Potatoes are one of the most often requested vegetables when I first meet with clients, and they're a great crop to grow if you have limited space. Potatoes are a 'tuber', an underground, fleshy stem bearing buds that eventually turn into the potato. (Jerusalem artichokes aka sunchokes are tubers, too.) Dahlias are also tubers, but those roots are simply food-storing roots for the plant. Once the potato seed is planted (check out this detailed post with pics for details), the seed (which is a small cut piece of a potato with a sprouted 'eye') will put on top growth - a leafy part of the plant that develops in about 4 weeks after planting. This leafy bit produces leaves and flowers. As the plant stem grows, they produce too much energy for the plant and this energy is then stored in the 'tubers', which we call potatoes. Get it? Good.
The trick with growing potatoes then, is to cultivate a healthy environment so that each stem produces as many tubers as possible. To do this, after some stem and leaves develop, we slowly mulch the beds with hay which helps to hold in moisture and also creates a growing medium for the tubers. When mulching, aim to leave about 3 to 4 inches of stem exposed and add hay as needed.
NOW - how to actually GROW potatoes? There are several techniques, and I've tried them all over the years. The most common is called "hilling" - dig a 6-8" trench, drop in cut & sprouted potato seeds and fill the trench halfway with soil. As the plant grows its vine, you continue covering the trench, leaving about 8" of covered seed - all the more volume to grow in. This is the old school farm-y way, but can be difficult for urban farmers with limited space.
I've successfully grown potatoes in a soil bag on my apartment garden deck, in burlap bags at Volunteer Park Cafe and in trenches when I have the space. This year, I came across a post by Erica over at Northwest Edible Life, wherein she built potato 'cages' - tall planters made from cementing mesh and landscape fabric. You essentially make circular beds with the fencing and line them with landscape fabric to hold in the soil. Building tomato cages is cheap and easy to do, so I added some to Volunteer Park Cafe this year. One roll of 5 foot tall, 100' long concrete mesh cost me $35 at Stoneway Hardware. I had saved up some cool looking vintage feed bags a few years ago, and lined the beds with this instead, but landscaping fabric also works well and looks decent. Erica has a long, detailed How To post that I highly recommend you read. And she posted her results after trying this new potato-making project, which are also great food for thought.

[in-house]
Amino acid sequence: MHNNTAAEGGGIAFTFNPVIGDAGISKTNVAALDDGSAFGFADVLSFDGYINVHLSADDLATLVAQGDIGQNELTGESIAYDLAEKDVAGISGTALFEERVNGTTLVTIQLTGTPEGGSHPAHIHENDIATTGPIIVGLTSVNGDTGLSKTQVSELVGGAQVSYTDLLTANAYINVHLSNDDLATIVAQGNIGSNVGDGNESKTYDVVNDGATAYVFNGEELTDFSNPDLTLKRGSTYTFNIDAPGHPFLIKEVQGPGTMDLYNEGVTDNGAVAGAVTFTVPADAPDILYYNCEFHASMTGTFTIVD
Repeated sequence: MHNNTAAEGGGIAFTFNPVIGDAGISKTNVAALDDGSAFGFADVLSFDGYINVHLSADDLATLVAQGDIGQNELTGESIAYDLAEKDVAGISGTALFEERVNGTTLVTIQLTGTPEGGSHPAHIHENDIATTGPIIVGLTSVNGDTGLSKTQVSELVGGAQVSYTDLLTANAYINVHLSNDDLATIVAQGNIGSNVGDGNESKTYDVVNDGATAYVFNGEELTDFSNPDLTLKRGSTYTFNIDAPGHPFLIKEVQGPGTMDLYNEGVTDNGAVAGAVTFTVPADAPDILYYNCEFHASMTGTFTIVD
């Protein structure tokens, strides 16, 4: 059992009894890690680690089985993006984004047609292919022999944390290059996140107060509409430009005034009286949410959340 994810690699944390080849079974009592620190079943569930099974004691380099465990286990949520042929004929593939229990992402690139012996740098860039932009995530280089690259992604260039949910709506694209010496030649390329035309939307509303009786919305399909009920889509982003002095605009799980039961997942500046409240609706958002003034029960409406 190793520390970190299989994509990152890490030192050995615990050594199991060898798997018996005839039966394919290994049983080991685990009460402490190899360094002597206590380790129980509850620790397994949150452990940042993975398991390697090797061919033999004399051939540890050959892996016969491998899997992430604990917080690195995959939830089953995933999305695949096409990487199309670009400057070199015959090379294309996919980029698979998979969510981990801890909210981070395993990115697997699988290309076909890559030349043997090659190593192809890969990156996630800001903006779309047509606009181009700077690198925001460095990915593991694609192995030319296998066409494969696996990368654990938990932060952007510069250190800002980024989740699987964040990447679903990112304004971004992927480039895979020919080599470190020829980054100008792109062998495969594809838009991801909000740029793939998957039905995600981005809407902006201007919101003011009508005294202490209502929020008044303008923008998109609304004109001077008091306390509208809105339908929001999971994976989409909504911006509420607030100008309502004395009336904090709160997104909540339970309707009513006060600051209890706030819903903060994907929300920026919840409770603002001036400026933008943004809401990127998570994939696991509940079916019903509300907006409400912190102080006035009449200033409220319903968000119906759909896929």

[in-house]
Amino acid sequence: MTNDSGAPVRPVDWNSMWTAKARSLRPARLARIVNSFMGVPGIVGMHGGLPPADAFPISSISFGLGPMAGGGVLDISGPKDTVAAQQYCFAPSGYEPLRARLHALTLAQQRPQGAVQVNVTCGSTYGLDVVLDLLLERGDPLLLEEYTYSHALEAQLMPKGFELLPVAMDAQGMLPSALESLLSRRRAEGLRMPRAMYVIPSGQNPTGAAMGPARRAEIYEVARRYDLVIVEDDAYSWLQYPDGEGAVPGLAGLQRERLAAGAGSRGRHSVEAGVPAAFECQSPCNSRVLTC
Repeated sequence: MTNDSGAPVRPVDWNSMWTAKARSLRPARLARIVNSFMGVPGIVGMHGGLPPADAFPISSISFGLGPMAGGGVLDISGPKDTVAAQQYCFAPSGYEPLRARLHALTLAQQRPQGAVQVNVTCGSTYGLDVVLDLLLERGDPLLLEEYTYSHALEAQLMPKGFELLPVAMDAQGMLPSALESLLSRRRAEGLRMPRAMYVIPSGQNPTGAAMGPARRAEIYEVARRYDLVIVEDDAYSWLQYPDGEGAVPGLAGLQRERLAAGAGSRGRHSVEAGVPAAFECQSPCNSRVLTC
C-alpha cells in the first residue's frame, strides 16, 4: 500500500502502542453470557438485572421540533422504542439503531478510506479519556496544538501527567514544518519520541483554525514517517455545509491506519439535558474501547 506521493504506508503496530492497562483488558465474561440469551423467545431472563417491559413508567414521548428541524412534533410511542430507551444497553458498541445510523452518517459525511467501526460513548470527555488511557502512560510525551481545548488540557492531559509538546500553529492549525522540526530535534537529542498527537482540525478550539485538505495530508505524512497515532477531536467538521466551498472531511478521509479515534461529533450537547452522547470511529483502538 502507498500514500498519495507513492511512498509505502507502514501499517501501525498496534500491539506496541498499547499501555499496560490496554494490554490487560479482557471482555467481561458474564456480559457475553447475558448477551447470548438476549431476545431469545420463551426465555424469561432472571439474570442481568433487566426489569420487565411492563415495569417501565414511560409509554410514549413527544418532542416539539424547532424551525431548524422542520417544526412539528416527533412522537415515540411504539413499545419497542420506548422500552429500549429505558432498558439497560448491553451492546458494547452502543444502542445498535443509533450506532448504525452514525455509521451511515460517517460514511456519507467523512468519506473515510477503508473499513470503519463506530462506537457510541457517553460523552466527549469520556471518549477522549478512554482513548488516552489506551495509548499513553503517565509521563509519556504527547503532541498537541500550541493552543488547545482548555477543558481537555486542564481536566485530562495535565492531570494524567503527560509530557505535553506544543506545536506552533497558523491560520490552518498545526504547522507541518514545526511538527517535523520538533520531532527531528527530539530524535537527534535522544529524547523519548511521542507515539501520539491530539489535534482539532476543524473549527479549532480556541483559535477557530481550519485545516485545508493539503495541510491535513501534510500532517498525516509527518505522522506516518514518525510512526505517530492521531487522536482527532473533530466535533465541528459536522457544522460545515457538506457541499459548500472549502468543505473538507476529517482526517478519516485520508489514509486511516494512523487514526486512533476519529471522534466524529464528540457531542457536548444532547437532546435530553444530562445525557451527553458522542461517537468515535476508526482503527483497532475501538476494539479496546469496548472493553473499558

To check out side by side growth, I encourage all of you to head up to Volunteer Park Cafe one afternoon soon (Agnes, my gardner cohort is there on Wednesday afternoons and I'm there one day a week, too - say hi!) and check out both the NW Edible-style planters aka potato cages and our burlap bag planters. Two different techniques side by side makes for a nice afternoon conversation! And don't forget to grab a pastry - that obviously makes the visit sweeter.
ps - You can plant potatoes (in the Pac NW) from TODAY through mid-June, so get crackin' and feel free to email me your project pics so I can share!! amy AT amy DASH pennington DOT com.
pps - I'll write a follow up post on How & When To Harvest potatoes, what to plant next in the cages and some other techniques for potato-growing 2015. Stay tuned!